One of the most celebrated periods of Czech glass making, the Art Nouveau era, found its most profound manifestation in the wide variety of shapes of iridescent vases made by the glass factory Lötz in Klostermühle in Šumava. Similarly, other glass factories employed from the beginning of the 20th century in increasing numbers professional designers, making a unique contribution to the world glass production.
During the 1920s glass products were richly decorated in the Art Deco style, among examples are vessels painted in bright colours with enamel paints, small glass figures as well as elaborately engraved glass pieces by Josef Drahoňovský and Jaroslav Horejc. The restrained shapes of articles of every day use designed in the functionalist style by Ladislav Sutnar and Alois Metalák are documented in the glass gallery.
From the second half of the 1950s Czech glassmakers were scoring success at international shows, including the World Exhibition EXPO 1958 in Brussels. In the following decades, apart from designs for industry, artists used glass in an increasing manner as a material on a par with painting and sculpture. The success of Czech glassmaking in the 20th century was backed up not only by hundred years old tradition of glassmaking and excellent technological foundations, but also by a sophisticated educational system of specialist secondary glass schools and colleges at which creative talents of future artists, technicians, craftsmen and managers are nurtured.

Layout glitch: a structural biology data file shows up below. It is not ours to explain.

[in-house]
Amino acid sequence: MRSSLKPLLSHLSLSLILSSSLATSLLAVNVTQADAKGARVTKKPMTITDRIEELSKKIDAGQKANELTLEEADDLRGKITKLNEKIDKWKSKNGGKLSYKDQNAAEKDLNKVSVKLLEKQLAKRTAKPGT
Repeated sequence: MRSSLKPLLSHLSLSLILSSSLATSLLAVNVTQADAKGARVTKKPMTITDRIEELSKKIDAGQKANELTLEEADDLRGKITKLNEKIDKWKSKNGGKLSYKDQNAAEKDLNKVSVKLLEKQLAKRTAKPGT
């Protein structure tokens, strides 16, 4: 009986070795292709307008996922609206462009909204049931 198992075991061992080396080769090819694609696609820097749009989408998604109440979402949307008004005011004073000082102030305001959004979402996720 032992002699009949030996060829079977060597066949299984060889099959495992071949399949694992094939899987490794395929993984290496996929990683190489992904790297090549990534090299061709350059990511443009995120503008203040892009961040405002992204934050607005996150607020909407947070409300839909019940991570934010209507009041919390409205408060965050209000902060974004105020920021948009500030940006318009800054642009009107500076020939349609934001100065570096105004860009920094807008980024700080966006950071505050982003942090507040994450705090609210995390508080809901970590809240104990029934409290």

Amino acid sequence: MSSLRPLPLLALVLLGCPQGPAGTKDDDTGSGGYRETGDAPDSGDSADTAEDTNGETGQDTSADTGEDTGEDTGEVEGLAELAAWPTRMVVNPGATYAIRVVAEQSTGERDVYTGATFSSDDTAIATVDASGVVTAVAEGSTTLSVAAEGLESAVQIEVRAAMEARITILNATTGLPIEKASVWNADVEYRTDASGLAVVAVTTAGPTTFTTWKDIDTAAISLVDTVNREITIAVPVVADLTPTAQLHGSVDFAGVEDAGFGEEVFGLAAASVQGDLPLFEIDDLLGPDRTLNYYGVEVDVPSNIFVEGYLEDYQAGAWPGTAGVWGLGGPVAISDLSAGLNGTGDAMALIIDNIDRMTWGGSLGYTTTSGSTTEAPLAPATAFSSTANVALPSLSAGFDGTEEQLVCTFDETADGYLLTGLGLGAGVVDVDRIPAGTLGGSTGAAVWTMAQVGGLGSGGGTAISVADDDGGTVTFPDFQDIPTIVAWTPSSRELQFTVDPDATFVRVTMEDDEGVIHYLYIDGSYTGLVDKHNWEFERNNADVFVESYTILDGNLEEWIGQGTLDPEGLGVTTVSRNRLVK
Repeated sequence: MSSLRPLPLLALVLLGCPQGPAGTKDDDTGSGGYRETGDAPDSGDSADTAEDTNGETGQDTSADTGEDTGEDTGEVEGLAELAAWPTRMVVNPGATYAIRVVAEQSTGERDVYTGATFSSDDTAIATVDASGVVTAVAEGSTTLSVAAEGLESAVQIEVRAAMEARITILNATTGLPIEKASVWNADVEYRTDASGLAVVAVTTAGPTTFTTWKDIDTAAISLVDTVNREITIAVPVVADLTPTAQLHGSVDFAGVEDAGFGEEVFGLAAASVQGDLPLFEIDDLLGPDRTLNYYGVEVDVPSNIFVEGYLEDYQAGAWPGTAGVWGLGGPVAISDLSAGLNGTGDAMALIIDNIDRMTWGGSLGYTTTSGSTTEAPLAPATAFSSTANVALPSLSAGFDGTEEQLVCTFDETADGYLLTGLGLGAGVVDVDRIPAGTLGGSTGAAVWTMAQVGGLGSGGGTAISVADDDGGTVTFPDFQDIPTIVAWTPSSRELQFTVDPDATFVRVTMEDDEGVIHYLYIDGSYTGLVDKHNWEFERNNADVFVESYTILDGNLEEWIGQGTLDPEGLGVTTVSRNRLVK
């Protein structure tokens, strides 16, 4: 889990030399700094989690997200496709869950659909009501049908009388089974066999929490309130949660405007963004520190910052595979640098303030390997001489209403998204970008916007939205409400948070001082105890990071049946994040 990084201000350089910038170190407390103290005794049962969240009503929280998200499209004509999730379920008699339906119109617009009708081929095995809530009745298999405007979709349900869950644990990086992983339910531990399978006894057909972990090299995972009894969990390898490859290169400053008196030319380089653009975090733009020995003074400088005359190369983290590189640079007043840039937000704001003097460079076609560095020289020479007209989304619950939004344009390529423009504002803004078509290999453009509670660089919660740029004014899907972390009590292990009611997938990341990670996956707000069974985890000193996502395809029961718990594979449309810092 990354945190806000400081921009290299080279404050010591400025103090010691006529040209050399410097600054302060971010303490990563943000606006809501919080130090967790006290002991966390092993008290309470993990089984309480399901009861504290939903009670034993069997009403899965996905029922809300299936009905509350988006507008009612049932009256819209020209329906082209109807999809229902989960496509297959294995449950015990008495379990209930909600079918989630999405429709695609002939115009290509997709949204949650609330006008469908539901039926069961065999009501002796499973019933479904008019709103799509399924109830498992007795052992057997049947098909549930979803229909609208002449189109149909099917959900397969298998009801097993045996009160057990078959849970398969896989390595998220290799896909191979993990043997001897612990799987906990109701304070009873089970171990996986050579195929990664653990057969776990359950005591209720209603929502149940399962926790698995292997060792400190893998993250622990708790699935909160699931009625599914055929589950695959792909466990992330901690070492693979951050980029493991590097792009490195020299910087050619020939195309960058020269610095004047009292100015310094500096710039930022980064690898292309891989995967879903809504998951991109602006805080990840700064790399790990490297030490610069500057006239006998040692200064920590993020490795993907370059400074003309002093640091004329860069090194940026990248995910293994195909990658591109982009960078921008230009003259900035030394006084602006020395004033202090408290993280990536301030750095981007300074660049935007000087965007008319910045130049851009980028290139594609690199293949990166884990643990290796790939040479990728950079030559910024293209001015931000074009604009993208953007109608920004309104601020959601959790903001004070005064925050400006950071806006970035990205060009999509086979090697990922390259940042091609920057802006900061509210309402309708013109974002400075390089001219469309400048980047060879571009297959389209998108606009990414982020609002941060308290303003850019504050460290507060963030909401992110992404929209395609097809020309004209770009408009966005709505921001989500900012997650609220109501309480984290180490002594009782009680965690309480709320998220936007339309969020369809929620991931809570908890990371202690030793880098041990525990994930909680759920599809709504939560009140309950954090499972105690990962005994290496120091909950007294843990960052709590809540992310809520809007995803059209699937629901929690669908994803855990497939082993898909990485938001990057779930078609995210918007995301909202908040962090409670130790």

The Art Nouveau style also penetrated the art of ceramics. The popularity of plant motifs in the Secessionist art is demonstrated in the painted and glazed vases by Anna Boudová-Suchardová, in porcelain produced in the Karlovy Vary region, and in the student work from the Celda Klouček studio at the School of Applied Arts in Prague. On the other hand, the sculptor František Bílek created a number of vases from fired clay under a strong influence of Symbolism. Czech artists reacted in a unique way to the Cubist style, as demonstrated not only in architecture and furniture design, but also in the progressive ceramic creations produced in the Prague co-operative Artěl after design by Pavel Janák and Vlastislav Hofman.
After 1918 the young Czechoslovak Republic was quick to adopt the Art Deco style with its abundant ornamentation and colours. Luxury items produced in limited series or one-off artistic creations by artists such as the sculptor Otto Gutfreund or Helena Johnová were most typical artefacts of this period.
From the end of the 1920s designers in the modernist functionalist style promoted utilitarian, non-decorative pure shapes of serial products which were generally more easily available. Ladislav Sutnar was among leading designers for industry at this time, renowned for, among other, simple sphere shaped porcelain sets.
The 1950s style manifested itself successfully not only in glass products, but also in porcelain, examples of which were presented at various international shows at the time.